Facebook, the social media giant that has become a household name, has a fascinating origin story. The platform, which now boasts over 2.8 billion monthly active users, started as a small project in a Harvard dorm room. The early days of Facebook were marked by rapid growth, legal battles, and the involvement of several key players who helped shape the platform into what it is today. This article will delve into the individuals who were instrumental in Facebook’s early days, their roles, and their contributions to the platform’s success.

Mark Zuckerberg: The Mastermind

Mark Zuckerberg, Facebook’s co-founder and CEO, is undoubtedly the most well-known figure associated with the platform. Zuckerberg started Facebook in 2004 while he was a sophomore at Harvard University. The initial version of the site, called “Thefacebook,” was intended as a social networking service for Harvard students. However, the platform quickly expanded to other universities and eventually to the general public. Zuckerberg’s vision and leadership have been instrumental in Facebook’s growth and success.

Eduardo Saverin: The Business Strategist

Eduardo Saverin, a classmate of Zuckerberg at Harvard, was also a co-founder of Facebook. Saverin played a crucial role in the early days of the platform, managing the business aspects such as sales and funding. He also invested initial capital into the project. However, Saverin’s relationship with Zuckerberg soured over time, leading to legal disputes and Saverin’s eventual ousting from the company.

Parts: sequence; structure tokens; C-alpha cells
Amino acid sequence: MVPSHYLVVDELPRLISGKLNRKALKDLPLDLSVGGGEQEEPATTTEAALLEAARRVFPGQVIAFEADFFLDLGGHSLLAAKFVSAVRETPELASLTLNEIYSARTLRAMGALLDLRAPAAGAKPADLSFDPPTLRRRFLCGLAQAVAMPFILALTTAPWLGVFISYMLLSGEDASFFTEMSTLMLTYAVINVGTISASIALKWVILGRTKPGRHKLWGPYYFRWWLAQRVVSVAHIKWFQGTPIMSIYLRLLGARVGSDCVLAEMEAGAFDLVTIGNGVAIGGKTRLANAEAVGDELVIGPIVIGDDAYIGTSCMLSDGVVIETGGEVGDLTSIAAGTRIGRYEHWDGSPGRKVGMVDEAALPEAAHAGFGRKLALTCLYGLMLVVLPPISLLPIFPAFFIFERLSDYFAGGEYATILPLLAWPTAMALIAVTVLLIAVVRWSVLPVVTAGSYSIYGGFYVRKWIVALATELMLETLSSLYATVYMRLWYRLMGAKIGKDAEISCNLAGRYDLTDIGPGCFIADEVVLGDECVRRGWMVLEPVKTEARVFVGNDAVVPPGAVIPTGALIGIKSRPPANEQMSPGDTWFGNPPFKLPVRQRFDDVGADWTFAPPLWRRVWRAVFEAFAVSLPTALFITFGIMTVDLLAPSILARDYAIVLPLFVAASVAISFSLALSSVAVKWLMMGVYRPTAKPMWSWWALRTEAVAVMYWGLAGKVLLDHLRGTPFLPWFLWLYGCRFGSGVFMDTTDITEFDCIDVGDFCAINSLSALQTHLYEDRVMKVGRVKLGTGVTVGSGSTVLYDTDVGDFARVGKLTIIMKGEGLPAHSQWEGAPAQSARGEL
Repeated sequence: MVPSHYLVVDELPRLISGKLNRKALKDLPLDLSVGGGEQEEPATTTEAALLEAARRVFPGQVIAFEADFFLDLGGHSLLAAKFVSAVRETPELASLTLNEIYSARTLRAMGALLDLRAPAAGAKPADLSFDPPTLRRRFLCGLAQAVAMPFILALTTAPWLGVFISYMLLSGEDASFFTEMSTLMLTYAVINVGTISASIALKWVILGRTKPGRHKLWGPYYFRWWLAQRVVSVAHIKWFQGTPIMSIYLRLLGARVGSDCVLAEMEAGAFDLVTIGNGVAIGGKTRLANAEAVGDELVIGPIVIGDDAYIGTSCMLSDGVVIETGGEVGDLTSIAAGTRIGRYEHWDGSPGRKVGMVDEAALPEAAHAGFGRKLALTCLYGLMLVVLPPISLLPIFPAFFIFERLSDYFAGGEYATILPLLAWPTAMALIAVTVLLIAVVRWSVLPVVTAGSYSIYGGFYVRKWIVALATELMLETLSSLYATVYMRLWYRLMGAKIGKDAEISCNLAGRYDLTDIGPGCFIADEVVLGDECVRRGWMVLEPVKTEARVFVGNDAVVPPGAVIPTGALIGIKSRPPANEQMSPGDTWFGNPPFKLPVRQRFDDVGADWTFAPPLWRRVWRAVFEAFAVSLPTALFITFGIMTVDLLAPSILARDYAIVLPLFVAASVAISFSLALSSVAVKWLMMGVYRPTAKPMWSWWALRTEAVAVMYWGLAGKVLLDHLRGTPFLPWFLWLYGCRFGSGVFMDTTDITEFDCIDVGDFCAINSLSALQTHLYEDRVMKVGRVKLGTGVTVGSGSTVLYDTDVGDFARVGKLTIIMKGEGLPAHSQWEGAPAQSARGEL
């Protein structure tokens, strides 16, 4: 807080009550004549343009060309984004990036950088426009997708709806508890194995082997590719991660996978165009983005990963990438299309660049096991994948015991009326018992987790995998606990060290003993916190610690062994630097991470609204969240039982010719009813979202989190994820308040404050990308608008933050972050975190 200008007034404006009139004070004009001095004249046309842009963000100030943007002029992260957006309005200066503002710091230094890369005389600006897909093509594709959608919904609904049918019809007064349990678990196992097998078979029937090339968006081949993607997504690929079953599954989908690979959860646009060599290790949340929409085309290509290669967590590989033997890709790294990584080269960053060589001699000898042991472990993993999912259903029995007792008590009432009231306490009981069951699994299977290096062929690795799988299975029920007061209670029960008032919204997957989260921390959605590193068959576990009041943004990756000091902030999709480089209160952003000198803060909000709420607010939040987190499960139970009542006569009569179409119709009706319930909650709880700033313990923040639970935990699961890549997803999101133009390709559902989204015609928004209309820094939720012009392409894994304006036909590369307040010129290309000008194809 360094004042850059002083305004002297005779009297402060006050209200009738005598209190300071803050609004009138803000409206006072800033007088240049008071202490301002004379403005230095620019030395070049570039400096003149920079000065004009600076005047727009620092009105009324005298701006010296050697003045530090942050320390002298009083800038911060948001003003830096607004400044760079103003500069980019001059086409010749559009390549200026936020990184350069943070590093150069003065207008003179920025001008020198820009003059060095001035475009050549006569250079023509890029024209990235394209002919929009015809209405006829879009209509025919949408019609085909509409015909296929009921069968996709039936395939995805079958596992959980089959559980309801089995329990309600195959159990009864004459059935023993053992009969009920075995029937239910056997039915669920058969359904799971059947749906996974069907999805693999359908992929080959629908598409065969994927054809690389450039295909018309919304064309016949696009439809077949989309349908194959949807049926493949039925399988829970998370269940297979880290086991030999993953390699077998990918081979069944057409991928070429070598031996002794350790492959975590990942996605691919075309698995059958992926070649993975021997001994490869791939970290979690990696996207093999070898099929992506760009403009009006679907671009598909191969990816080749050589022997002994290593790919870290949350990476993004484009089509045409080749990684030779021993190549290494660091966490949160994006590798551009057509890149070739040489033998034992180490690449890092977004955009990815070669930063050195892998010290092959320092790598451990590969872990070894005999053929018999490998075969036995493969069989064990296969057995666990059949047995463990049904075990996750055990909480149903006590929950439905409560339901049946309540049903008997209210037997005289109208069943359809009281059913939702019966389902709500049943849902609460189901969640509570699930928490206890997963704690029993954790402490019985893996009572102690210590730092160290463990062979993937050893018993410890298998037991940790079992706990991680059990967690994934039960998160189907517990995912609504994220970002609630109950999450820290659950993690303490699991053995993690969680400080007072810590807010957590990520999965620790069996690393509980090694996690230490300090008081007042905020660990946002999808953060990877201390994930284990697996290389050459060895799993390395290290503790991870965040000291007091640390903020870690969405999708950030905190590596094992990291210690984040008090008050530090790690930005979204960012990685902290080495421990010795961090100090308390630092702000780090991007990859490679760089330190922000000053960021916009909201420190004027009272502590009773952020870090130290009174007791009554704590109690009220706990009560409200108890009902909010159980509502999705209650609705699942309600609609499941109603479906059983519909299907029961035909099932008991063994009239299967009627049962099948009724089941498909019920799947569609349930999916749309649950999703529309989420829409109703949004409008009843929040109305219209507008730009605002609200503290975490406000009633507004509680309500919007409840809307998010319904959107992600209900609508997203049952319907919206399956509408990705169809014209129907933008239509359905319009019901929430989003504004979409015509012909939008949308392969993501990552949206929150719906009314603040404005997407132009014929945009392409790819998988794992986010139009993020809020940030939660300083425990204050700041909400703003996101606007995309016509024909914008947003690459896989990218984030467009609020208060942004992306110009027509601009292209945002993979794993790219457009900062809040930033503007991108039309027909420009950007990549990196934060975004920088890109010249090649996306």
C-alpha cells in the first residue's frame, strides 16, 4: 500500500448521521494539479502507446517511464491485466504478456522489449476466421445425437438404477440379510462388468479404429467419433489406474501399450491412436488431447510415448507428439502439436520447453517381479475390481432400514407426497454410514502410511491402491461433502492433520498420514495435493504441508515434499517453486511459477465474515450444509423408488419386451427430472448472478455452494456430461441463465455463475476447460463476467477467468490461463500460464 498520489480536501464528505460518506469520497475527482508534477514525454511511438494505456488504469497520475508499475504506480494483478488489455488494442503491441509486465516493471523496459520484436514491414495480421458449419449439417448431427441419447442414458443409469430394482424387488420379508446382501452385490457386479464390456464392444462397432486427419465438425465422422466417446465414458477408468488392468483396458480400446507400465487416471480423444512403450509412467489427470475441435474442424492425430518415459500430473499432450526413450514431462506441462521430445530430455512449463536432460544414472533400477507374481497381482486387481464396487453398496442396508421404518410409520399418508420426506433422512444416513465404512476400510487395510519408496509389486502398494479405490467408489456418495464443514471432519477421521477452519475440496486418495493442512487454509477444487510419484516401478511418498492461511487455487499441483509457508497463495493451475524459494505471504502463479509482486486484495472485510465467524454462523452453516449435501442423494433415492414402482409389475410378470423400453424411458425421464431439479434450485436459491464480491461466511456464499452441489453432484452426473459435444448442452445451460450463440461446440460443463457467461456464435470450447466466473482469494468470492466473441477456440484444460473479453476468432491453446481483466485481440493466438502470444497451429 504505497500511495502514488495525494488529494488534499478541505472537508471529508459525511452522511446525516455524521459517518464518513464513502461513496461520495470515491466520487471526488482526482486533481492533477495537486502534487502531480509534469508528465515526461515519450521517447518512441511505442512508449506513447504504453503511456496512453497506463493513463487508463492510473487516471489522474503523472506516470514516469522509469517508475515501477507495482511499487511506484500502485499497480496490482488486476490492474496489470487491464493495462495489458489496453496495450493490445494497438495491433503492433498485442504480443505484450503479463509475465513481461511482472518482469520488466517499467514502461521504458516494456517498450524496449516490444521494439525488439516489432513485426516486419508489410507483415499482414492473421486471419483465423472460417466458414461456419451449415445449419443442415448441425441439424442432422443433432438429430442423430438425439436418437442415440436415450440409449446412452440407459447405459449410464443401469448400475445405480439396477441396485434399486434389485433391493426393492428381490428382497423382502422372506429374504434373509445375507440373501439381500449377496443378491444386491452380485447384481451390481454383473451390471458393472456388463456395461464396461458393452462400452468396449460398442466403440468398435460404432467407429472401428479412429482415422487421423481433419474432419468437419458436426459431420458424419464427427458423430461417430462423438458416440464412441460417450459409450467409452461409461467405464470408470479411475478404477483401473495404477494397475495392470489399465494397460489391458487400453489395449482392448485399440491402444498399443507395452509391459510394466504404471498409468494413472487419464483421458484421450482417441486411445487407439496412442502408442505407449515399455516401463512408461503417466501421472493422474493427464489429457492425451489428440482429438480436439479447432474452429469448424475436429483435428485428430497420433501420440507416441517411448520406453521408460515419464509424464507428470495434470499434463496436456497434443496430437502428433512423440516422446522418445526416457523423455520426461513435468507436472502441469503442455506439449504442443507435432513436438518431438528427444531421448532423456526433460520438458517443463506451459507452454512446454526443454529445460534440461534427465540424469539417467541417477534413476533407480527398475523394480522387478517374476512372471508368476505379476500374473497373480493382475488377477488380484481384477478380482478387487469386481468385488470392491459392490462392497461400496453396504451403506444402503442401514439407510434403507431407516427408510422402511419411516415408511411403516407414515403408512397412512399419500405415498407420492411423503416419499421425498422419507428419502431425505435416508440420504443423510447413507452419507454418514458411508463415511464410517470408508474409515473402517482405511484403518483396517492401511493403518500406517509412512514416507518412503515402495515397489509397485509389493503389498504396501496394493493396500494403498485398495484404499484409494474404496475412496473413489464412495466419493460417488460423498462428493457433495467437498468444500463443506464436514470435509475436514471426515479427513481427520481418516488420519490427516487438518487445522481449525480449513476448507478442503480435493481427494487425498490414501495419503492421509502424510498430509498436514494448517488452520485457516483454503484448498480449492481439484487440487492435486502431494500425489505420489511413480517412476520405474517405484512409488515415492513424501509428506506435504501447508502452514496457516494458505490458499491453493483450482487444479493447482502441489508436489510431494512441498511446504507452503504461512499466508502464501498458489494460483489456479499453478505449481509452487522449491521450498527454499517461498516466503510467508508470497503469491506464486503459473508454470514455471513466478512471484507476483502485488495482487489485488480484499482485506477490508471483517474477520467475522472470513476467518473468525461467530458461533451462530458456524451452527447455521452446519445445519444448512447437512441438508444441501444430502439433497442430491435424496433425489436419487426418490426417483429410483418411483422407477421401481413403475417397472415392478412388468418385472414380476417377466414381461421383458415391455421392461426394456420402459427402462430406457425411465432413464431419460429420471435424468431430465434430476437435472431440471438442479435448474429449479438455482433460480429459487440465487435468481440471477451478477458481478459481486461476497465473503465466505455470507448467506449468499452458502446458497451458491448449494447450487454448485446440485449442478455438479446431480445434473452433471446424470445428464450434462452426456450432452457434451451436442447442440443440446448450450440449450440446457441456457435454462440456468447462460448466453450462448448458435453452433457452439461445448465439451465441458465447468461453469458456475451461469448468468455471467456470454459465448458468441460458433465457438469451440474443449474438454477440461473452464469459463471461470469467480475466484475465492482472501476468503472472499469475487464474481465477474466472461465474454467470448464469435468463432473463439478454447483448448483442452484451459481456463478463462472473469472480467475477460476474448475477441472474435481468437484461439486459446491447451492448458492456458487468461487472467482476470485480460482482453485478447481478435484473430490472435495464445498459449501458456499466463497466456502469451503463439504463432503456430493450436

Andrew McCollum: The Graphic Designer

Andrew McCollum, another Harvard classmate, was involved in Facebook’s early days as a co-founder and graphic artist. McCollum was responsible for designing Facebook’s first logo, which featured a man’s face on a blue background, a nod to the platform’s original name, “Thefacebook.” McCollum left the company in 2007 to pursue further education but remains a significant figure in Facebook’s history.

Chris Hughes: The Spokesperson

Chris Hughes, yet another Harvard classmate, was a co-founder of Facebook and served as the platform’s spokesperson. Hughes was instrumental in promoting Facebook and managing public relations. He left the company in 2007 to work on Barack Obama’s presidential campaign but has since been vocal about his concerns regarding Facebook’s impact on society.

Dustin Moskovitz: The Technical Force

Dustin Moskovitz, Zuckerberg’s roommate at Harvard, was a co-founder of Facebook and its first chief technology officer. Moskovitz played a key role in developing the platform’s technical infrastructure during its early days. He left the company in 2008 to start Asana, a work management platform, but his contributions to Facebook’s early growth are undeniable.

Sean Parker: The Mentor

Sean Parker, co-founder of Napster and former president of Facebook, was not a part of the original founding team but played a significant role in Facebook’s early days. Parker became involved with Facebook in 2004 and provided much-needed mentorship to the young team. He also played a crucial role in securing Facebook’s first major investment from Peter Thiel.

In conclusion, while Mark Zuckerberg is often the face associated with Facebook, the platform’s early days involved several key players who contributed to its growth and success. From business strategists and graphic designers to technical experts and mentors, each individual played a unique role in shaping Facebook into the social media giant it is today. Their collective efforts, combined with a vision for connecting the world, have made Facebook a defining feature of the digital age.


Alex likes to write about anything related to technology, marketing and gadgets. He sometimes reviews the latest tech and also writes on other blogs.